The Resilient by Design | Bay Area Challenge has helped the Alameda Creek watershed move towards a more climate resilient future by bringing together stakeholders and advancing the important conversation of resiliency planning.  While this isn’t the first time that stakeholders and technical experts have come together to discuss restoration in the watershed, the design perspective that the Public Sediment team has brought helped to isolate problems and find innovative solutions for what are sometimes not wholly technical impediments towards resiliency planning.  They’ve advanced the discussion of a low-flow channel in the Alameda Creek Flood Control Channel in Fremont that would benefit the movement of sediment and migratory fish.  They’ve advanced the discussion around re-connecting the creek to the marshes at the edge of the Bay.  They’ve created resources that have helped to facilitate a public conversation about sediment and outreach about the importance of resiliency planning to the broader community.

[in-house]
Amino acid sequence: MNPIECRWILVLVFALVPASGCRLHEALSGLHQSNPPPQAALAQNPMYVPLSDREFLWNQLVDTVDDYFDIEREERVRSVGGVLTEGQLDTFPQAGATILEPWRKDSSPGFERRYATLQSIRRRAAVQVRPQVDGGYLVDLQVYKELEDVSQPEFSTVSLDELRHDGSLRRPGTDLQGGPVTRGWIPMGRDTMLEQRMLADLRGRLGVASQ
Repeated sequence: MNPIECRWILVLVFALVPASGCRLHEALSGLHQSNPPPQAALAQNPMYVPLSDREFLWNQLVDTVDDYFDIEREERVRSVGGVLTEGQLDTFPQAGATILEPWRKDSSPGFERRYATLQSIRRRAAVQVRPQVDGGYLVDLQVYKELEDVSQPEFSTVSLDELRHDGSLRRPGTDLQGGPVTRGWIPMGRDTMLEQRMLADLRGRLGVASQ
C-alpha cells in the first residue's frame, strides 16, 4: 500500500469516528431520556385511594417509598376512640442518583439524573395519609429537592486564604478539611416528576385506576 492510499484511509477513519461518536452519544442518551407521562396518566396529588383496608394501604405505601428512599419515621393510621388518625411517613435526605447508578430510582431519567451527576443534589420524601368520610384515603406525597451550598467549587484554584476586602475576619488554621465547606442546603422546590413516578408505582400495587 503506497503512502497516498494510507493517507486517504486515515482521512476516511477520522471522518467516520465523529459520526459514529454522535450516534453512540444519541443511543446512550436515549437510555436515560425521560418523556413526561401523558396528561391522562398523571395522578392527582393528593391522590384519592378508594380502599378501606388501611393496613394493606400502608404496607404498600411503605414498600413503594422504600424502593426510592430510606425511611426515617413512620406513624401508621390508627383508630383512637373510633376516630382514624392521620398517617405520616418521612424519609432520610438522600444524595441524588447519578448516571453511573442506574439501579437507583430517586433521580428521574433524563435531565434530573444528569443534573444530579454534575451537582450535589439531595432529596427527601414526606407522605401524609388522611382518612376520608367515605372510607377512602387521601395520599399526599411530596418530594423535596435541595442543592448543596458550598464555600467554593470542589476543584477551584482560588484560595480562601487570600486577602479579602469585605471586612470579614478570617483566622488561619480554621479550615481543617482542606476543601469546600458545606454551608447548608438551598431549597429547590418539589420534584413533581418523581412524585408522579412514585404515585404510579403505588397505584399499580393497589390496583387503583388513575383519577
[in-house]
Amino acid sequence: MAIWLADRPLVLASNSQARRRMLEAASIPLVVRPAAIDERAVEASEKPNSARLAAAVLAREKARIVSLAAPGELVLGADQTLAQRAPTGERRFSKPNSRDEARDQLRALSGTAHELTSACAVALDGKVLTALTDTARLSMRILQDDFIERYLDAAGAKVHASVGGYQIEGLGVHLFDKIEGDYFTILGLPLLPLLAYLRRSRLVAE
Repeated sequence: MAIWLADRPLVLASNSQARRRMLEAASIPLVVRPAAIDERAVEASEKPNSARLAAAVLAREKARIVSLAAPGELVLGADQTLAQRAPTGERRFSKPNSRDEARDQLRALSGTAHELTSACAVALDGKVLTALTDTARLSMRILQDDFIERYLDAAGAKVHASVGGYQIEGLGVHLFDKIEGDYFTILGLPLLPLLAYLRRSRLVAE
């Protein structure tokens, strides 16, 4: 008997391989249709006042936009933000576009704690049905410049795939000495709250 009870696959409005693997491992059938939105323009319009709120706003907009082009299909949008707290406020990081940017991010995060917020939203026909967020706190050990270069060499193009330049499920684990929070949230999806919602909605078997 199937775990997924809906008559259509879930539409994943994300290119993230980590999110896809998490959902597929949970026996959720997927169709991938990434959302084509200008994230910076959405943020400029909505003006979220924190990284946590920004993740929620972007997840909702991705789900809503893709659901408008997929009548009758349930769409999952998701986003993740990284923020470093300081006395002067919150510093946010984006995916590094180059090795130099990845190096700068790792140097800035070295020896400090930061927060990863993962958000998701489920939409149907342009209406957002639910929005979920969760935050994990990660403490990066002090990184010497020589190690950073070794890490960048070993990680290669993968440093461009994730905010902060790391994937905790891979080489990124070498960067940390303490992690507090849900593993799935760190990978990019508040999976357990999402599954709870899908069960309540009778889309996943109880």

Do you have concerns about how the Resilient by Design Bay Area Challenge might affect this area?

The Resilient by Design | Bay Area Challenge has already helped to advance a conversation of resiliency planning in the Alameda Creek watershed.  Our concerns revolve more around the question of what happens to the conversation once the challenge is over.  We hope to see continued investment in coordination of the multi-agency effort required to further advance the designs that are underway.

Do you have thoughts on how designers and technical experts can work to help increase our region’s climate resilience while ensuring new investments in resilient infrastructure do not reduce ecological benefits? How should broad climate resilience efforts like Resilient by Design advocate for ecological resilience?

Before this design challenge began, we were skeptical as to what designers could bring to the table that technical experts in the area hadn’t already considered.  What we had failed to consider is how designers can help technical experts communicate problems, facilitate discussions, and guide solutions.  It is vitally important that regional conversations continue around climate resilience, and there is great value in having designers participate in that discussion.  Broadly, climate resilience efforts should advocate for the expanded use of natural systems and green infrastructure, which are inherently more resilient than our artificial structures.  Designers can play an important role in helping technical experts work through the many challenges they face as we move towards these new types of infrastructure investments.